So in our case, we would meet, because the universe tells us to meet again, but we will not make love because we are no longer lovers. And we would not kiss on the lips. We will also stop ourselves from surrendering to the temptation of going to bed for sex because we both have our own lovers. We will both stop and stand against our own sexual will to have sex with each other. That is, of course, a violation of our right to have sex.
But over and above, we will stop because we are loyal lovers to our respective lovers. And you have a lover in tow, a lover who looked like a ghost under the sun. How can he be paler than you? You glow under the sun but he—he illuminates.
Anyway, yes, because we are both loyal lovers, we will stop ourselves from making love, err…having sex, with each other. As I was before when we were still together, I am divinely monogamous when I am in love. I can’t say the same to you–I mean, if you are a lover of singularity, whenever you are in a relationship because I am still bothered at the timing of your breakup with me. It happened when you were developing a super deep friendship with a friend, your friend’s boyfriend, who turned out to be your lover later I was told. But that’s of least importance to me now. Not that I am saying that it is not important anymore.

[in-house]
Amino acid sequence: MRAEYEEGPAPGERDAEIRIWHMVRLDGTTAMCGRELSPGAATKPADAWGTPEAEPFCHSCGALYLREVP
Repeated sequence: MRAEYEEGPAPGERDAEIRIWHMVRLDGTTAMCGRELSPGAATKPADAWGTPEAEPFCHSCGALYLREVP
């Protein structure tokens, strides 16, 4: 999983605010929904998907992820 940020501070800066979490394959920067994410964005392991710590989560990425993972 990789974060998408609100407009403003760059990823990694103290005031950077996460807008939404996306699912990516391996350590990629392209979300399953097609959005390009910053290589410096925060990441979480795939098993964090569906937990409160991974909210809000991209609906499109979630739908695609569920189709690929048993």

I am glad that you are happy with a new lover now. I, too, am with mine.
Still, these are the things that I would like to tell you. I thought I could not have a good start. Now I am scared I will not be able to finish this. See, I am scared of a lot of things. And I am not even sure whether writing this letter is the right thing to do but I am writing it anyway, if only that I will be able to pacify myself. This is my outlet. Please give it to me. There is no thinking here. No editing. Spontaneity is taking charge here.
And so it really can happen. That two people — good friends or lovers or former lovers — separated by time or hatred or unloving, find themselves together in one place, in our case, on a boat, heading to some island. It turned out to be one of the longest trips in my life, apparently because you were there.
The moment I saw you board that boat, I honestly did not know what to do but to pretend that I was okay. It was not the perfect day for us to meet again. You are my past. I am your past. And I don’t really think there is a perfect day for former lovers to meet once more. Not for those who chose to be strangers to each other.
Everything must have been very difficult for you. It was for me.